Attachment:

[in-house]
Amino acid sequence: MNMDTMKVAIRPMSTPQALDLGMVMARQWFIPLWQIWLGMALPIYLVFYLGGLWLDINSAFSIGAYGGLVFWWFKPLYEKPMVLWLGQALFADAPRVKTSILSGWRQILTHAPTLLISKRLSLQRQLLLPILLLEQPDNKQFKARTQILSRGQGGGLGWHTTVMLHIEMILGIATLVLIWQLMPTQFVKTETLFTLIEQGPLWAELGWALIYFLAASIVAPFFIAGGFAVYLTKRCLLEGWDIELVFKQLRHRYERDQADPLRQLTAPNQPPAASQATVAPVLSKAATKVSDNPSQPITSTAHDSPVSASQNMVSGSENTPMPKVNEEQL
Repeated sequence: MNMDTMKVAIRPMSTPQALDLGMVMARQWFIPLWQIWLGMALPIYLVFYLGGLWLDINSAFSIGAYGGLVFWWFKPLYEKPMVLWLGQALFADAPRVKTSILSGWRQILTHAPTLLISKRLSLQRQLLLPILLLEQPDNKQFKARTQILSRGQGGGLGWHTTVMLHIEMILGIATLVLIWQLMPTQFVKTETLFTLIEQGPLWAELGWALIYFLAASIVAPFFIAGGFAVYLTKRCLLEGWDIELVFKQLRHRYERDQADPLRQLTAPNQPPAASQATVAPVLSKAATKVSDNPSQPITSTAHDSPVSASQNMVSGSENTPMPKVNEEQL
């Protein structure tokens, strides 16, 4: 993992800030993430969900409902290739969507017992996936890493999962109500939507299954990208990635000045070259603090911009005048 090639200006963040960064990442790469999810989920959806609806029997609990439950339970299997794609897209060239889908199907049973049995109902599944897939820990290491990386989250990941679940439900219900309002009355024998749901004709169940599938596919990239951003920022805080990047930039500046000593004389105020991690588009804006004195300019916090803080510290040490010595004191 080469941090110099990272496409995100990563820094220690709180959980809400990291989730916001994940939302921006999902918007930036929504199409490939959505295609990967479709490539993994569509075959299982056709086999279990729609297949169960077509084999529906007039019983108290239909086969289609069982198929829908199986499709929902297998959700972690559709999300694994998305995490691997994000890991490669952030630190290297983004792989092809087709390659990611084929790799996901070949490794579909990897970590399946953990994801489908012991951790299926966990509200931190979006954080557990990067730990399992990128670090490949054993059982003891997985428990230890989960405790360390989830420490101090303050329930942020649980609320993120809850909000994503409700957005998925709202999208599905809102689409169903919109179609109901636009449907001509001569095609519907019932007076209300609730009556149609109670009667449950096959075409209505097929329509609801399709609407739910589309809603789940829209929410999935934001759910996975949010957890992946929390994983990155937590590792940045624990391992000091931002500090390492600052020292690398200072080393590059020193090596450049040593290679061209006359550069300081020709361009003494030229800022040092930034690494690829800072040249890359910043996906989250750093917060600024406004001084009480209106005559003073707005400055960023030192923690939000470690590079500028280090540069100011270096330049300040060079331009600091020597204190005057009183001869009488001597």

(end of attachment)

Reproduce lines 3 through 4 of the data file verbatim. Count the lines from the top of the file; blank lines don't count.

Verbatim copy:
Repeated sequence: MNMDTMKVAIRPMSTPQALDLGMVMARQWFIPLWQIWLGMALPIYLVFYLGGLWLDINSAFSIGAYGGLVFWWFKPLYEKPMVLWLGQALFADAPRVKTSILSGWRQILTHAPTLLISKRLSLQRQLLLPILLLEQPDNKQFKARTQILSRGQGGGLGWHTTVMLHIEMILGIATLVLIWQLMPTQFVKTETLFTLIEQGPLWAELGWALIYFLAASIVAPFFIAGGFAVYLTKRCLLEGWDIELVFKQLRHRYERDQADPLRQLTAPNQPPAASQATVAPVLSKAATKVSDNPSQPITSTAHDSPVSASQNMVSGSENTPMPKVNEEQL
């Protein structure tokens, strides 16, 4: 993992800030993430969900409902290739969507017992996936890493999962109500939507299954990208990635000045070259603090911009005048 090639200006963040960064990442790469999810989920959806609806029997609990439950339970299997794609897209060239889908199907049973049995109902599944897939820990290491990386989250990941679940439900219900309002009355024998749901004709169940599938596919990239951003920022805080990047930039500046000593004389105020991690588009804006004195300019916090803080510290040490010595004191 080469941090110099990272496409995100990563820094220690709180959980809400990291989730916001994940939302921006999902918007930036929504199409490939959505295609990967479709490539993994569509075959299982056709086999279990729609297949169960077509084999529906007039019983108290239909086969289609069982198929829908199986499709929902297998959700972690559709999300694994998305995490691997994000890991490669952030630190290297983004792989092809087709390659990611084929790799996901070949490794579909990897970590399946953990994801489908012991951790299926966990509200931190979006954080557990990067730990399992990128670090490949054993059982003891997985428990230890989960405790360390989830420490101090303050329930942020649980609320993120809850909000994503409700957005998925709202999208599905809102689409169903919109179609109901636009449907001509001569095609519907019932007076209300609730009556149609109670009667449950096959075409209505097929329509609801399709609407739910589309809603789940829209929410999935934001759910996975949010957890992946929390994983990155937590590792940045624990391992000091931002500090390492600052020292690398200072080393590059020193090596450049040593290679061209006359550069300081020709361009003494030229800022040092930034690494690829800072040249890359910043996906989250750093917060600024406004001084009480209106005559003073707005400055960023030192923690939000470690590079500028280090540069100011270096330049300040060079331009600091020597204190005057009183001869009488001597």